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Game Programming - One

By , 8 May 2008
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Introduction

The aim of these tutorials is, initially, to show you how to create a simple game, from scratch, without the help of higher level APIs like XNA or DirectX which automate half the process for you. All we will be using is a Windows Form and GDI+ to do some basic drawing, and for a little extra convenience, a few of the Form's events.

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Background

There will be a few slightly odd things with the game loop and the flow of logic; this is because Windows Forms are event based, while on the whole, games are generally not. I will point out the differences there may be between some 'regular' code and the code that must be used for the Windows Form.

Step 1: Setting Up The Game

A Basic Loop

Since games are not usually event driven, we use a loop and perform any logic and drawing from this loop. So, in each loop, we will perform the game's logic, check for input, and draw graphics to the screen. Look at the below code. Can you see any problems?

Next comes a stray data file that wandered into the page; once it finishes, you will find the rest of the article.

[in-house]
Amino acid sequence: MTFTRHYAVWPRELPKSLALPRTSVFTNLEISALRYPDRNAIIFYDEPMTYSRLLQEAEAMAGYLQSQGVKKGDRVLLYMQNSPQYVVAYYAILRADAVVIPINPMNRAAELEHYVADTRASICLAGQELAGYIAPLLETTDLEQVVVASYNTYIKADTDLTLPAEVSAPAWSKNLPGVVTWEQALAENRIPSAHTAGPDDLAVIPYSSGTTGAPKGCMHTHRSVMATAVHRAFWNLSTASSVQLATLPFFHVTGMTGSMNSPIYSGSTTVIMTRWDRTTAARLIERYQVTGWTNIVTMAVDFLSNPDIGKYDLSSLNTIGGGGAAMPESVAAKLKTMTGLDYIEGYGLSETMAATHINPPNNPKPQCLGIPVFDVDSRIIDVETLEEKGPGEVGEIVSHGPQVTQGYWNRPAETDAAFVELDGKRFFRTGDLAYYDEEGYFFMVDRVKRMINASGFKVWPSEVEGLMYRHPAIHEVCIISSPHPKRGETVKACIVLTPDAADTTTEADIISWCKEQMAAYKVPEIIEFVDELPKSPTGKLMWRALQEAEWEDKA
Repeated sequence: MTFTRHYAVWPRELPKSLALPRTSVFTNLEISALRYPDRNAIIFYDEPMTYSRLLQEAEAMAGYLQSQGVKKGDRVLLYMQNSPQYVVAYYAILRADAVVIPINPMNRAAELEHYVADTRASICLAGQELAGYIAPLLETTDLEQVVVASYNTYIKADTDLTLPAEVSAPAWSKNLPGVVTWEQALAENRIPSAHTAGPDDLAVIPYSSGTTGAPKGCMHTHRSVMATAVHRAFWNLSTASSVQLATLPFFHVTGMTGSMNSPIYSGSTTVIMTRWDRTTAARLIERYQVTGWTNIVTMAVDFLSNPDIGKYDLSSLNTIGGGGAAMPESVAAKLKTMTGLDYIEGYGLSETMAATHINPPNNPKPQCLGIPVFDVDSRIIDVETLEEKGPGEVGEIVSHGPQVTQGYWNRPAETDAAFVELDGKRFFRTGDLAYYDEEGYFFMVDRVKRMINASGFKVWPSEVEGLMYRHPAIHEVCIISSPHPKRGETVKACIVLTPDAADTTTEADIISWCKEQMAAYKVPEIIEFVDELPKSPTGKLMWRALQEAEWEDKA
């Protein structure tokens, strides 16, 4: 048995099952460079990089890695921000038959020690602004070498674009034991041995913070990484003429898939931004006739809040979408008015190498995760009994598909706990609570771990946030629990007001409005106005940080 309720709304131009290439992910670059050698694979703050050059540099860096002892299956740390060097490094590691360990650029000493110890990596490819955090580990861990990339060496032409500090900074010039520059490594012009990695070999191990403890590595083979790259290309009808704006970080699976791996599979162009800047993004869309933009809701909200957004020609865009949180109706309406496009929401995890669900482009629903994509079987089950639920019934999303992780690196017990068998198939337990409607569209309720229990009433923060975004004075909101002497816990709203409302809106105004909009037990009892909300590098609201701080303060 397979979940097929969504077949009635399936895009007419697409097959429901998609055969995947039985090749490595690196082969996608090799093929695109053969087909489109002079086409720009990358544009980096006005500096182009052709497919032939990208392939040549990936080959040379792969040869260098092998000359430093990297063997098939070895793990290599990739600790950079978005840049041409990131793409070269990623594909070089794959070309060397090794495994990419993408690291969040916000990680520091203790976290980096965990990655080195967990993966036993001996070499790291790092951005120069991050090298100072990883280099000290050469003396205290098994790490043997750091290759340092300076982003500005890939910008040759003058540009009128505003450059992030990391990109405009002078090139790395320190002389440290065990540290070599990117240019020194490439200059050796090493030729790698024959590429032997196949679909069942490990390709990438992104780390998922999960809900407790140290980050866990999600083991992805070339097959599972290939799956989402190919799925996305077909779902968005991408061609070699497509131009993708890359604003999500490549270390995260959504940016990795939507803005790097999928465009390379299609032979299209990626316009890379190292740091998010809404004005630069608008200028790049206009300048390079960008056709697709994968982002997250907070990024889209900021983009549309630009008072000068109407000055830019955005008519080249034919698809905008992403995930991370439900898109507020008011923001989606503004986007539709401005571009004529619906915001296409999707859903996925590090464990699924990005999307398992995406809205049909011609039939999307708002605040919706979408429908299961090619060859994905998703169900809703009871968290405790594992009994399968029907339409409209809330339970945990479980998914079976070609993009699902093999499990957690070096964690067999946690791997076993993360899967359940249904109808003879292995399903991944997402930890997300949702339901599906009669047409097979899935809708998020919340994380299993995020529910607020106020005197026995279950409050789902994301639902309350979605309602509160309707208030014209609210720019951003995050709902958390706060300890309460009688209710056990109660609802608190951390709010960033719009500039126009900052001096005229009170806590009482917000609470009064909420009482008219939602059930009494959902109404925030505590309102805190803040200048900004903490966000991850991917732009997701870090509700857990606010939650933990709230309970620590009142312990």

bool runGame = true;
while(runGame)
{
  GetInput();
  PerformLogic();
  DrawGraphics();
}

If you noticed that the game will run as fast as possible, then well done. With this loop, the game will run as fast as it can, which could be anything from 1fps to upwards of 1000fps. The speed of the game may vary as enemies or objects are added to the game, and the game may simply run too quickly for a player to react in time.

It's All About Timing

We need to control the speed at which the game runs; for this we use a timer. The timer will set a flag so that we know when to run the logic in our main loop; that way the game will run at a much more manageable pace.

Timer MainTimer;
//The timer’s interval is in milliseconds, so we need to work out
//how long each interval should be
MainTimer.Interaval = 1000/60;
bool runGame = true;
volatile bool doStuff = false;
Main()
{
  while(runGame)
  {
    if(doStuff)
    {
      GetInput();
      PerformLogic();
      DrawGraphics();
      doStuff = false;
    }
  }
}

Timer()
{
  doStuff = true;
}

We Can Do Better Than That!

Although this will limit the game's speed to an acceptable level, there is still more we can do. Drawing graphics to the screen is usually the slowest part in a game, so if the scene takes too long to render, it will cause the logic to run slowly and the whole game will slow down. To avoid this problem, we need to separate drawing the graphics from the rest of the logic, and then we need to make sure that the logic gets priority over rendering the scene. This means that if the logic is falling behind, we should not update the graphics during that loop, so we drop the frame.